Low interest rates in the UK show how powerful expectations of future central bank policy action is on bond markets given rising inflation.
Sometimes governments choose to mimic the private sector and amplify the trend in the economy. This is called pro-cyclicality – and in worst case scenarios, it can be quite destabilizing.
Hallmarks of recession are all around about the time they happen if one looks close enough — certainly in 2008. I don’t think we are in a recession by any stretch, right now — not even close.
When defaults begin to rise and the economy begins to slow, we will find out whether deficits really drive rates higher or cause inflation to rise and remain high.
We’re looking at about 1% in real terms. In the 2000s, we saw real earnings growth rise to 2% and in the late 1990s, it was even 3%.
If bitcoin and its equivalents can deliver what its champions promise, what’s not to like? Well, the rub is what Economist Abba Lerner said “The modern state can make anything it chooses generally acceptable as money”.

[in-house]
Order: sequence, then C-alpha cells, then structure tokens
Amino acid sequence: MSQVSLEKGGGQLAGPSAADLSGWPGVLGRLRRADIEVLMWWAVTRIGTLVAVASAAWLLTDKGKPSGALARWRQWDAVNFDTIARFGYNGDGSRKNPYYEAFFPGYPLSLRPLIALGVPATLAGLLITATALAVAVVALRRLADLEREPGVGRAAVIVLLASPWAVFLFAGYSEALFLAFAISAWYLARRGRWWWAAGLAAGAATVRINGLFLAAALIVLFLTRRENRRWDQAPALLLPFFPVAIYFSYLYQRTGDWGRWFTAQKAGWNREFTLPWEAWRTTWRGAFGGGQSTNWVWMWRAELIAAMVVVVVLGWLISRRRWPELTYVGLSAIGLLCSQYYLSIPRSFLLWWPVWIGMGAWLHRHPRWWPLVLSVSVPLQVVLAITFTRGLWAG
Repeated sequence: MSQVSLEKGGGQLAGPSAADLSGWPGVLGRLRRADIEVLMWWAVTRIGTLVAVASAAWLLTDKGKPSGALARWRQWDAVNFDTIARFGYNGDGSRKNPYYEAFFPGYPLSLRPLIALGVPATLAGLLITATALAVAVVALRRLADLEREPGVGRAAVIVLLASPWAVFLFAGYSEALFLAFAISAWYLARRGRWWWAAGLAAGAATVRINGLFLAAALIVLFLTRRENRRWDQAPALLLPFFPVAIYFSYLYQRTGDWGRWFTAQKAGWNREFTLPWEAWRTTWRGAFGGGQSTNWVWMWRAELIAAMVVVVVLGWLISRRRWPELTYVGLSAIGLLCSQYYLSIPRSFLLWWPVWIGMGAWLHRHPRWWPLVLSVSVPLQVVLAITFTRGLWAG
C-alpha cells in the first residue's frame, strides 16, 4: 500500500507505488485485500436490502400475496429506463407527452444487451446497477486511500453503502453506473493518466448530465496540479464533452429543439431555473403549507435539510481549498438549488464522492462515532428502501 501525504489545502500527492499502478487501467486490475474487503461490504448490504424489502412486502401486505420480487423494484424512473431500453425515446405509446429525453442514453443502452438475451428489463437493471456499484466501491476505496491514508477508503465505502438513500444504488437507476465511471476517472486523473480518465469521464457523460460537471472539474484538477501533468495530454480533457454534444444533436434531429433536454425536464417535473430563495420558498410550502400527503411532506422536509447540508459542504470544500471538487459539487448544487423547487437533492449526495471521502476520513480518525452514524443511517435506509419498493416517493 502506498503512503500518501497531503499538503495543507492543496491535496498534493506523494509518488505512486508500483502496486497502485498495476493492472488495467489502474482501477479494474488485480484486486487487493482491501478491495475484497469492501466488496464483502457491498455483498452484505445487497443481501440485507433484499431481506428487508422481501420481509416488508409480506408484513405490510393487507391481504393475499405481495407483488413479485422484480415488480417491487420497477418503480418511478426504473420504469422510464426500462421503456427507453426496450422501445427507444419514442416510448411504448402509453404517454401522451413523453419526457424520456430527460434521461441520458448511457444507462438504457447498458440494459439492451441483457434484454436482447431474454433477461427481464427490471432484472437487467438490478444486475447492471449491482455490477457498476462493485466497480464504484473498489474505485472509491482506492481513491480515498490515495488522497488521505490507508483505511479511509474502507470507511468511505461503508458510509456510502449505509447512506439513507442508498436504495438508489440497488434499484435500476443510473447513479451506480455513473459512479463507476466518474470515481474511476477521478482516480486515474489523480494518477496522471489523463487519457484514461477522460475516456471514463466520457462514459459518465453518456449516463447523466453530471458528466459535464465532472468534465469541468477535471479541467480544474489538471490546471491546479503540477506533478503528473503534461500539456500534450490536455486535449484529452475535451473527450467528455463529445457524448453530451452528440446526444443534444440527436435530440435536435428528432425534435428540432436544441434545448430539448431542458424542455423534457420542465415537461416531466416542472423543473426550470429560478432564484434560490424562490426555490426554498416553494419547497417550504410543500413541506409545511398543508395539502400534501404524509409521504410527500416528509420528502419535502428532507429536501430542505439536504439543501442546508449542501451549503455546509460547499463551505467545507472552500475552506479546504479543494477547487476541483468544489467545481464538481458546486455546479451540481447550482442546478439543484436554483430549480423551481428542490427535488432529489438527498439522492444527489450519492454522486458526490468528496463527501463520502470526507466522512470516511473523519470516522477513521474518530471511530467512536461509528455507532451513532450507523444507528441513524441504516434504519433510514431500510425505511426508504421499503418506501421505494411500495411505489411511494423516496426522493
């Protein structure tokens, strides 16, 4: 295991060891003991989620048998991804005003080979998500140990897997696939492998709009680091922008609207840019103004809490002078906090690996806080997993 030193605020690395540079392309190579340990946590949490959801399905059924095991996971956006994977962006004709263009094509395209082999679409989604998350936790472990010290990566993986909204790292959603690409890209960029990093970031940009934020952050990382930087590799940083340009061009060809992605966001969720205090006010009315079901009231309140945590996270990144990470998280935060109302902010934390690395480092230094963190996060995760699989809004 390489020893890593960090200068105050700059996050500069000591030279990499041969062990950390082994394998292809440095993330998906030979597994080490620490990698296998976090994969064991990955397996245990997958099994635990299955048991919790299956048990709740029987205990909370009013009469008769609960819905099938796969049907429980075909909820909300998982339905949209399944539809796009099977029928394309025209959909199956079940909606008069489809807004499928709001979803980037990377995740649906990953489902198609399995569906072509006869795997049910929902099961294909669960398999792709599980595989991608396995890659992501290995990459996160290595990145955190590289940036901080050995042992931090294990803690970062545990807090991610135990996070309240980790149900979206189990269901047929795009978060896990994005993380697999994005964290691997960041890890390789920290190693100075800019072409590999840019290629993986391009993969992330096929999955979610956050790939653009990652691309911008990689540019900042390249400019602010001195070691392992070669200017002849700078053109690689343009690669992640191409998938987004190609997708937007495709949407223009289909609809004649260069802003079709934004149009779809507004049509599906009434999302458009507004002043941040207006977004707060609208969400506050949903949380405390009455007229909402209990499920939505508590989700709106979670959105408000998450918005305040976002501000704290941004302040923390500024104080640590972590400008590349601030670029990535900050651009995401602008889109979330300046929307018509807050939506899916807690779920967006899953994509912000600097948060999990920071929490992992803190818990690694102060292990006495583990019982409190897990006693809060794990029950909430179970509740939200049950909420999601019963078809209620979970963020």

Claims that moves by central banks in China, Japan and Europe are dominating the US Treasury market are flawed because the ‘model’ used to make those claims is flawed.
As the Federal Reserve meets today to decide how to communicate its messaging on future rate hikes and balance sheet reduction, financial stability will play a key role. The risk of overheating was real. So let’s put some framing around this issue and ask how the Fed reacts as the data come in down the line.
I am a sceptic of thinking about low unemployment as a bad thing – which is what people who think about policy in terms of the Phillips curve do. Now a study by the Philly Fed is saying that the Phillips Curve is a poor forecasting tool. Will this have any meaningful impact on policy? Some thoughts below
This is going to be a quick follow-on to the last post on monetary policy as the only game in town. I feel like the obvious question that post doesn’t answer is this one: what other policy tools we should use? And I want to tee up that question with this post.
Quick hit here. I have been banging on about lowflation, repeatedly suggesting it is here to stay. The Fed, on the other hand begs to differ and is pre-emptively normalizing rates, as a result. No matter how you look at this, there’s a rub though: We all consume different products, […]
Baumol was a giant in promoting entrepreneurship. And most importantly here, his theory on rising costs in labor intensive industries is something that the Nobel committee considered in 2003 and should have given him an award for.